I’ll never forget November 10, 2012. It was the weekend of my high school basketball team’s annual grade school basketball tournament and everyone was running back and forth between working games, squeezing in practices, and playing our own preseason games. It was a crazy weekend for everyone involved and it was fun chaos. Although tiring, the grade school tournament was a fun event each year and I loved watching the up and coming players.
That Saturday, my team and I were playing in a preseason tournament at South Fayette High School. That morning I played several games on both the JV and Varsity teams. My coach and most of the varsity team had to head back to our school to work the games, but he asked me to stay behind and play with the JV team too. I quickly agreed because I never declined a chance to play an extra game. As I was lacing up my shoes for the game, an unusual wave of emotion came over me and it caught me off guard. Something about that moment told me that this would probably be the last high school basketball game I ever played in. Earlier in the week, I had had a quantitative sudomotor axon response test (QSART) which is a fancy name for a sweat test. When I had the test, the technician read off a list of symptoms and I was to indicate which ones I had. I.had.every.single.one. We didn’t have the results yet, but something made my mom and I both think the test would come back abnormal. We wouldn’t get the results until November 14th, but until then, I was allowed to play ball.
So back to the game, a little voice inside me whispered, “If this is going to be the last basketball game you ever play, how do you want that game to look? How would you want to play? What kind of player would you want people to remember you as?”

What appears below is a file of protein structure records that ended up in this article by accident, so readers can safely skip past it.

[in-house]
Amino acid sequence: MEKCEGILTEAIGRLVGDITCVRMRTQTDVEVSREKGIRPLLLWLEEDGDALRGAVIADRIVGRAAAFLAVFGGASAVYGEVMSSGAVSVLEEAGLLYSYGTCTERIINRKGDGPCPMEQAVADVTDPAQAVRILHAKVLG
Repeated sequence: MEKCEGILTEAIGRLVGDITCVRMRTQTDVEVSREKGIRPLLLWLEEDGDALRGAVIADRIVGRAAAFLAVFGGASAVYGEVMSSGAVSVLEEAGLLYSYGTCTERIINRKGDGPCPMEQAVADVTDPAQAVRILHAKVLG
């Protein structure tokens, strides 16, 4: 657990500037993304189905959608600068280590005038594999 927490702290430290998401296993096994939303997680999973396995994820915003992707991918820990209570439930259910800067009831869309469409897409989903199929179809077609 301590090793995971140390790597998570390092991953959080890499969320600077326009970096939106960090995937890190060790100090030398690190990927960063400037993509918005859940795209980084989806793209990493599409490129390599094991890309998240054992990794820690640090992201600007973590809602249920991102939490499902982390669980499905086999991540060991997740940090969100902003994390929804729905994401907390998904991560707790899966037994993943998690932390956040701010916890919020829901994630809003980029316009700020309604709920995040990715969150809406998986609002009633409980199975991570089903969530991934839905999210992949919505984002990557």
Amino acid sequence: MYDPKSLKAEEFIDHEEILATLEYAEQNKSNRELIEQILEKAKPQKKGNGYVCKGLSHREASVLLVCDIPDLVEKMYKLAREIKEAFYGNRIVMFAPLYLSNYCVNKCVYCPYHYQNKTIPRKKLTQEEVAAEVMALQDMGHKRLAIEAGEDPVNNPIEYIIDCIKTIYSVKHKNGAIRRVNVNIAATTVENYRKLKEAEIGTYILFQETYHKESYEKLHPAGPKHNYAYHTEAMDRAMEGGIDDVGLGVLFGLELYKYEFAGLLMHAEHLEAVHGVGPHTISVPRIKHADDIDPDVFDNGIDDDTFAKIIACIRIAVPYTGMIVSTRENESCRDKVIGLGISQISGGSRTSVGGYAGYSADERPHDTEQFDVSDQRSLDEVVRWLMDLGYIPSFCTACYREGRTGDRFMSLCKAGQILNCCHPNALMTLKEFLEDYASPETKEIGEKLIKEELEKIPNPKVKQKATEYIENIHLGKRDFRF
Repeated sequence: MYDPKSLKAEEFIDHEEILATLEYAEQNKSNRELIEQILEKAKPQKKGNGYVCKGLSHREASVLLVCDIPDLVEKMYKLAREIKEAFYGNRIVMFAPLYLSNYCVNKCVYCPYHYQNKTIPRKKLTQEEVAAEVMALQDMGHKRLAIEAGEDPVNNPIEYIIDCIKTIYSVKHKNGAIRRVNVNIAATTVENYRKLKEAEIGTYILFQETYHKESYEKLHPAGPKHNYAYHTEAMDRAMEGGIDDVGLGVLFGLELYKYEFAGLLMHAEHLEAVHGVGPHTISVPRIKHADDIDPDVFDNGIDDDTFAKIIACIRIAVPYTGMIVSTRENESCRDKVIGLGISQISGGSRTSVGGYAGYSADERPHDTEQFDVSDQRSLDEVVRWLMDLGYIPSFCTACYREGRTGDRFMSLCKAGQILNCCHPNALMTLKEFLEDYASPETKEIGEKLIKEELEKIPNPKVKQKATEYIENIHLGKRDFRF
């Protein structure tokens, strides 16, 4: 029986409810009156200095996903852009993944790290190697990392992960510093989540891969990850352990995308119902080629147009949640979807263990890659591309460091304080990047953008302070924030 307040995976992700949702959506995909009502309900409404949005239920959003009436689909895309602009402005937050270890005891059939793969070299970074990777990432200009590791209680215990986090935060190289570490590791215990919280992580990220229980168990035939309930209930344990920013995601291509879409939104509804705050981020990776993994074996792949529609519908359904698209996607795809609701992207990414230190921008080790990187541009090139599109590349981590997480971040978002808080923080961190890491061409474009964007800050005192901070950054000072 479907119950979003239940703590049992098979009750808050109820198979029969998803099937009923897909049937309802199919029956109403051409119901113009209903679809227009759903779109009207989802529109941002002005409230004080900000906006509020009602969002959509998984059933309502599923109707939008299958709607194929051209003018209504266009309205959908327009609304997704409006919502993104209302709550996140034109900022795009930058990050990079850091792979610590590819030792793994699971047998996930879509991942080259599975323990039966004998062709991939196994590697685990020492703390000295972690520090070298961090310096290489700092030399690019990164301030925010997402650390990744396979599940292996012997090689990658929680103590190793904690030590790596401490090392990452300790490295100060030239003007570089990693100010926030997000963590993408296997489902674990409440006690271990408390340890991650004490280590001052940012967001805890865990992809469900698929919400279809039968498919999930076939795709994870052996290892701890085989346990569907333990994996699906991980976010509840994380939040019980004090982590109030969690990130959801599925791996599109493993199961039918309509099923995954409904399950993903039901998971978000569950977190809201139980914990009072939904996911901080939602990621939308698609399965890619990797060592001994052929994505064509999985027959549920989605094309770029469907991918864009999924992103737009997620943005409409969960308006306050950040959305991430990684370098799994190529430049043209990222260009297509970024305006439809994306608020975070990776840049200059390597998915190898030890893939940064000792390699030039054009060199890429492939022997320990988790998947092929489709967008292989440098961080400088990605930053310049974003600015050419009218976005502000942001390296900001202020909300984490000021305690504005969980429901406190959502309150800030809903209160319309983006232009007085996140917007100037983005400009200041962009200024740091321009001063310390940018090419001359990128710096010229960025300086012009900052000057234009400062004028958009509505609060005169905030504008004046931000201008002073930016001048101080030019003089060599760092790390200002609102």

I took that as a sign, so during that game, I sprinted faster, jumped higher for every rebound I could get my hands on, passed the ball around to the open shooter so they could take the better shot, became a more vocal leader on the court, and I even snatched up a pair of steals. I ended the game with 9 points, a handful of rebounds, a few assists, 2 steals, and 4 fouls, which is a pretty solid game for me. I am definitely proud of my performance that game. I left it all on the court that day, not knowing if I would ever get to play basketball again.
As it turned out, the test did come back very abnormal and on November 14, 2012, my basketball career officially ended. I would fight to try and get back to the game, but I never managed to make it a reality. So now my challenge to myself and others is, if you knew that it was going to be the last time you would ever be able to do something, how would you play that game, live that day, etc.? Try your best to make everyday look like that day and the list of things to regret should be relatively short. I apply this concept to everything I do in life now, because you never know when the timer is going to run out. For so much of my basketball career, I took the game for granted. I never really had any injuries from the game despite my very physical playing style. But that day, I knew I only had one last game and I knew how I wanted to play it.